"The Finals," Taurasi said, "are always tough. I’ve been to two Finals, and they always go to five games."
Phoenix (2007, 2009) won both Finals in which Taurasi participated. The home team is 7-0 in closeout games since she arrived. This will be her ninth season as a first-team, All-WNBA player (she was injured for most of the 2012 campaign).
There are too many accolades to list here.
That aforementioned versatility — an inclusive skill set that enabled her to lead the league in assists this season and average 20-plus points per game in 6 of her 11 WNBA seasons — will come in handy.
With the weight of a league-record 29 wins on their shoulders, the Mercury didn’t exactly flow into Game 1 of a playoff-opening series with the Los Angeles Sparks.
Doing what’s necessary to win, Taurasi dialed up 34 points, making 10 of 15 shots from the field.
Four games later, Taurasi bagged a 50-footer to end the third quarter — and any reasonable notion of Minnesota mustering a recovery sufficient to defend their championship.
For teammate testimony, let’s bring in Brittney Griner, who — while riding shotgun with Taurasi — represents the WNBA’s ultimate matchup dilemma.
"I’m surprised every day with Dee," said Griner. "Half-court shots … how she takes over. It’s like she flips a switch and goes into her little beast mode."
With her first Finals appearance just ahead, Griner — sharing the interview desk with her veteran teammate — said she’ll lean on Taurasi for additional championship-caliber wisdom.
"Nah," Taurasi deadpanned, "don’t ask me anything."
The beast in Taurasi pretty much rides through games on her shoulder. Whether it’s assisting WNBA referees in their decisions or grappling for angles with opposing players of all sizes, she never seems to take one basketball moment for granted.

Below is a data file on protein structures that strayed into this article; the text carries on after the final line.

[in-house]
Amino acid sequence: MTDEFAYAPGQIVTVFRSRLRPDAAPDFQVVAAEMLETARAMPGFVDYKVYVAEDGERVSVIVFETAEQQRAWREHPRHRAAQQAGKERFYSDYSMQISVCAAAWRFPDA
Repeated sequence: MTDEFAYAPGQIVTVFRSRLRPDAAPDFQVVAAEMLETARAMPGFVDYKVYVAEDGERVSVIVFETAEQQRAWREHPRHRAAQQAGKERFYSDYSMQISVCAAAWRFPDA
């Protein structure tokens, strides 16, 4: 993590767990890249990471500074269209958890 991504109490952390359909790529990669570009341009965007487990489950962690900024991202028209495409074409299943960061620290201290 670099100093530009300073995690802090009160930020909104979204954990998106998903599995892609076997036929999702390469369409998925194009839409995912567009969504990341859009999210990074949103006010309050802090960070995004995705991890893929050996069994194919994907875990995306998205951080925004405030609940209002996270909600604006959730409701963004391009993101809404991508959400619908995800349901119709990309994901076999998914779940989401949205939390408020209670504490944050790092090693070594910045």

Russ Pennell, a basketball lifer whose career as a college men’s coach was interrupted last season by a stint as the Mercury’s interim sideline director, said Taurasi is one of a kind.
"Male or female," Pennell said, "I have never been around a competitor like her."
And now, the league’s ultimate competitor is back on an appropriate stage. But in predictable Taurasi fashion, she isn’t approaching this series with the 15-19 Sky as a coronation for a team that established records and knocked out the Lynx. She’s well aware that Chicago’s season was compromised by illness and injury that sabotaged stars Elena Della Donne and Sylvia Fowles.
"It doesn’t matter what your record is," Taurasi said. "It just doesn’t. Once you get to the Finals, it’s a different level of intensity of every inch counts.
"It just gets harder from here on out."
A different level of intensity is what we’ll see from the Phoenix, UConn, Team USA and whatever European team great. Missing the next performance should be harder to justify from here on out.
But there’s something else to consider: Game 2 in the best-of-five series is scheduled in the NFL-free zone on Tuesday night.